Led by young Vermonters, thousands of protestors marched on the Statehouse in Montpelier on Saturday to call for reforms to the nation’s gun laws.
The crowd of 2,500 gathered at the steps of the state capital to hear speakers from around the state, middle school, high school and college students of different ages and backgrounds but speaking with one voice for reform of gun laws, after years of witnessing one mass shooting after another, in schools, at rock concerts, in clubs.
Madison Knoop, a first-year student at Johnson State College and an organizer of the event, reminded the crowd why they had gathered. “We are here for commonsense gun laws that keep people safe,” Knoop said. “We are here to support our youth who are fighting. We are here because gun violence is a public health issue. We are here because our Congress will not act.”
The event was one of hundreds of marches held around the country.
Dozens of cardboard signs were on display on the steps of the Statehouse, each bearing a statement by a group affected by gun violence. Above the signs protesters hung photographs of children killed in school shootings, from the 1999 Columbine massacre to the February shooting in Parkland, Florida.
The timing of the event, the day after the preliminary approval of a landmark gun bill by the House on Friday evening, was noted by many. Speakers applauded the action on S.55, which expands background checks, prohibits sale of a gun to those under 21 and makes magazines that hold more than 10 rounds illegal.
The momentum for gun legislation in Montpelier had been building since last month, prompted by a thwarted attack on a Fair Haven school closely following the shooting at the Marjory Stoneman Douglas High School in Parkland, Florida.
In other areas of the state, local rallies attracted hundreds more. Organizers in Putney estimated about 400 in attendance, and in Middlebury there were hundreds as well. The youngest speakers at these rallies was 9 years old.
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Knoop and other student speakers in Montpelier raised the impacts of gun violence across race, sexual orientation and more.
“Today, we acknowledge the work that communities of color have been doing for far too long and join them in their battle,” Knoop said.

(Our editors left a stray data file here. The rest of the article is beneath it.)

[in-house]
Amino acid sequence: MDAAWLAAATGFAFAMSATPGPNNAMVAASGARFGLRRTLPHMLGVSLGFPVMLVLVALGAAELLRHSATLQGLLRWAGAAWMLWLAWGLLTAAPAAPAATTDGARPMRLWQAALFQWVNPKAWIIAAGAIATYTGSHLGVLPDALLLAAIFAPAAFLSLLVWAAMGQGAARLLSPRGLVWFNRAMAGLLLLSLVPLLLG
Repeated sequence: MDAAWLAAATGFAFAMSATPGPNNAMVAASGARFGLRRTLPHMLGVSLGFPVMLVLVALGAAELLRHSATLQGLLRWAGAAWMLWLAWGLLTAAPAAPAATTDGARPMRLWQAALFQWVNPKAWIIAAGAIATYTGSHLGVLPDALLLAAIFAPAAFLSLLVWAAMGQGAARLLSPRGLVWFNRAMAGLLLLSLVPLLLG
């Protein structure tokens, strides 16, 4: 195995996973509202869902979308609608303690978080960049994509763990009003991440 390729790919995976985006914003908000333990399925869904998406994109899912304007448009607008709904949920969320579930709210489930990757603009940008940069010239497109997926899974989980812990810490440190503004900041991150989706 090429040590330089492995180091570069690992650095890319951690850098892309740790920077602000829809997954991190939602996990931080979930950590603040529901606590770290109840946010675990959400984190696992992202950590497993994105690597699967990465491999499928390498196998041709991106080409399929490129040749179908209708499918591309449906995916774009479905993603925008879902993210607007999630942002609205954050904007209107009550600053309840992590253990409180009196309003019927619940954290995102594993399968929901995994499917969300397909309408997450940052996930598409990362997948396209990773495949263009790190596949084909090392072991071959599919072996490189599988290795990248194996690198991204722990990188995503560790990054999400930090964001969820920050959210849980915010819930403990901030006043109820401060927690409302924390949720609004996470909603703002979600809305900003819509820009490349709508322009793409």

Brandon Johansen, 18, from Burlington, read his poem, “When a Black Boy Meets the Sun.”
Johansen referred to the stories of Tamir Rice and Michael Brown, who were both shot by police while unarmed.
Johansen took aim at a portrayal of Rice and Brown as “black men” even though they were age 12 and 18 at the time they were killed. He emphasized the term “black boy,” stating that their innocence has been covered up by calling the children “men.”
“He won’t be remembered as a black boy, but as a nameless man, a danger, a threat, he will be able to answer no question, but at least his mama will see him smile, at least he’ll look nice when he meets the sun,” he said.
Hannah Pandia, a student from St. Johnsbury Academy, referred to the mass shooting at Pulse, a gay nightclub in Orlando, in 2016.
“As a young queer woman, this event shook me to my core, especially after the statements came out that what set off the most deadly mass shootings in American history was the sight of two men kissing,” Pandia said. “The fact that he had access to weapons that allowed him to murder 49 people as they danced the night away in the one place that should have been safe.”
Others highlighted the issue of the mix of firearms with domestic violence.
Clai Lasher-Sommers, president of Gun Sense Vermont, told the crowd she was shot by her stepfather when she was 13 years old, leaving her unable to walk for several months.
“My truth of domestic violence starts with being shot,” Lasher-Sommers said.
She said she has been working to promote gun control legislation for a long time, and said it is the students who have built momentum on the issue.
Several Vermont lawmakers and politicians, including Sen. Bernie Sanders, I-Vt., and Rep. Peter Welch, D-Vt., joined the crowd, but did not take the podium.
High-schoolers from across the state came to attend the rally. Four Harwood Union freshmen, Siena Mazer, Emily Bryant, Leena Cherryholmes and Charlotte Maise, all from Moretown, stood in the very front of the rally.
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“I think this is some bull that people think that background checks are not going to work,” Maise said.
They said that they were approached earlier by a counter demonstrator, who handed them a copy of the Constitution and said he wanted to educate them. They handed the copy back.
“This is about our freedom. This is what’s right,” Bryant said.
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